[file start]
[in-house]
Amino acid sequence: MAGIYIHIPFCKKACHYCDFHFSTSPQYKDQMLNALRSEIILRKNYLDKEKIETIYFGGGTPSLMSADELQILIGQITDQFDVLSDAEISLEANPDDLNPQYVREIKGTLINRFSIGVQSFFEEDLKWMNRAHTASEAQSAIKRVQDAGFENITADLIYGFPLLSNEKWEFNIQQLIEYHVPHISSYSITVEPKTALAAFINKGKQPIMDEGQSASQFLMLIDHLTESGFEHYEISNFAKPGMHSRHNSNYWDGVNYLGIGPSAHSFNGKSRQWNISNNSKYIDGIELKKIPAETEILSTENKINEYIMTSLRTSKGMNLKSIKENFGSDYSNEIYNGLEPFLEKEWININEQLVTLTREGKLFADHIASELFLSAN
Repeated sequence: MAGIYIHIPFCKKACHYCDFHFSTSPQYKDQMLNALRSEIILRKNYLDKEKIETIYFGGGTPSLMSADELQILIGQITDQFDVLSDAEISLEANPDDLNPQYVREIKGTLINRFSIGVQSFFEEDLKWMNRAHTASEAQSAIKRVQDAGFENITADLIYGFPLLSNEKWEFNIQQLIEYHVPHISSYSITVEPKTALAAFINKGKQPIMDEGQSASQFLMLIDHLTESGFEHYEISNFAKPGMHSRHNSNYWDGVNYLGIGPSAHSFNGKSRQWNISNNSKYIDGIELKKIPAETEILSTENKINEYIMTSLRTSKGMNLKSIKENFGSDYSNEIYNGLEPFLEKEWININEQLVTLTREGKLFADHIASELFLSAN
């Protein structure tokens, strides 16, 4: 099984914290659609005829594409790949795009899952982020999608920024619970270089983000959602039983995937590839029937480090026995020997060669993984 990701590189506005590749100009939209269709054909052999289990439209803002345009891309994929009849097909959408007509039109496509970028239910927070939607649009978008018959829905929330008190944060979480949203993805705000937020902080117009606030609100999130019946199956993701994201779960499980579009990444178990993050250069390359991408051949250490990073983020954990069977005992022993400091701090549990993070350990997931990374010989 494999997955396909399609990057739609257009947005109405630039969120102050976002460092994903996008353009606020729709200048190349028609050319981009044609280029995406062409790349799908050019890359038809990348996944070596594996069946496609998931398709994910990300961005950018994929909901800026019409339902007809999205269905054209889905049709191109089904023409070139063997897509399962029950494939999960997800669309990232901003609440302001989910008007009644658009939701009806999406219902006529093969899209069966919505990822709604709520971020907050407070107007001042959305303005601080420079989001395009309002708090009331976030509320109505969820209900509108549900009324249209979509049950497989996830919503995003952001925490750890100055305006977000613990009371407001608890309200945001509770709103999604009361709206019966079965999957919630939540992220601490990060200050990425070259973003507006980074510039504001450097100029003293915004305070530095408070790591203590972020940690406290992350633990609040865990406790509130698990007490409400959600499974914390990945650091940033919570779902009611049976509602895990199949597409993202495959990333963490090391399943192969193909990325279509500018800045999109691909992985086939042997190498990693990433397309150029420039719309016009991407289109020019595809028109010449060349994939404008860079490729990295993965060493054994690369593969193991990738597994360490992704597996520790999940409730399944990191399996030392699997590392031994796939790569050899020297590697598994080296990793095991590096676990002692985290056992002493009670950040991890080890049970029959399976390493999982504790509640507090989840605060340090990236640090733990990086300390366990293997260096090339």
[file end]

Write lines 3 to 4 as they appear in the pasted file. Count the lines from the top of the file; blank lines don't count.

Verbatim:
Repeated sequence: MAGIYIHIPFCKKACHYCDFHFSTSPQYKDQMLNALRSEIILRKNYLDKEKIETIYFGGGTPSLMSADELQILIGQITDQFDVLSDAEISLEANPDDLNPQYVREIKGTLINRFSIGVQSFFEEDLKWMNRAHTASEAQSAIKRVQDAGFENITADLIYGFPLLSNEKWEFNIQQLIEYHVPHISSYSITVEPKTALAAFINKGKQPIMDEGQSASQFLMLIDHLTESGFEHYEISNFAKPGMHSRHNSNYWDGVNYLGIGPSAHSFNGKSRQWNISNNSKYIDGIELKKIPAETEILSTENKINEYIMTSLRTSKGMNLKSIKENFGSDYSNEIYNGLEPFLEKEWININEQLVTLTREGKLFADHIASELFLSAN
């Protein structure tokens, strides 16, 4: 099984914290659609005829594409790949795009899952982020999608920024619970270089983000959602039983995937590839029937480090026995020997060669993984 990701590189506005590749100009939209269709054909052999289990439209803002345009891309994929009849097909959408007509039109496509970028239910927070939607649009978008018959829905929330008190944060979480949203993805705000937020902080117009606030609100999130019946199956993701994201779960499980579009990444178990993050250069390359991408051949250490990073983020954990069977005992022993400091701090549990993070350990997931990374010989 494999997955396909399609990057739609257009947005109405630039969120102050976002460092994903996008353009606020729709200048190349028609050319981009044609280029995406062409790349799908050019890359038809990348996944070596594996069946496609998931398709994910990300961005950018994929909901800026019409339902007809999205269905054209889905049709191109089904023409070139063997897509399962029950494939999960997800669309990232901003609440302001989910008007009644658009939701009806999406219902006529093969899209069966919505990822709604709520971020907050407070107007001042959305303005601080420079989001395009309002708090009331976030509320109505969820209900509108549900009324249209979509049950497989996830919503995003952001925490750890100055305006977000613990009371407001608890309200945001509770709103999604009361709206019966079965999957919630939540992220601490990060200050990425070259973003507006980074510039504001450097100029003293915004305070530095408070790591203590972020940690406290992350633990609040865990406790509130698990007490409400959600499974914390990945650091940033919570779902009611049976509602895990199949597409993202495959990333963490090391399943192969193909990325279509500018800045999109691909992985086939042997190498990693990433397309150029420039719309016009991407289109020019595809028109010449060349994939404008860079490729990295993965060493054994690369593969193991990738597994360490992704597996520790999940409730399944990191399996030392699997590392031994796939790569050899020297590697598994080296990793095991590096676990002692985290056992002493009670950040991890080890049970029959399976390493999982504790509640507090989840605060340090990236640090733990990086300390366990293997260096090339």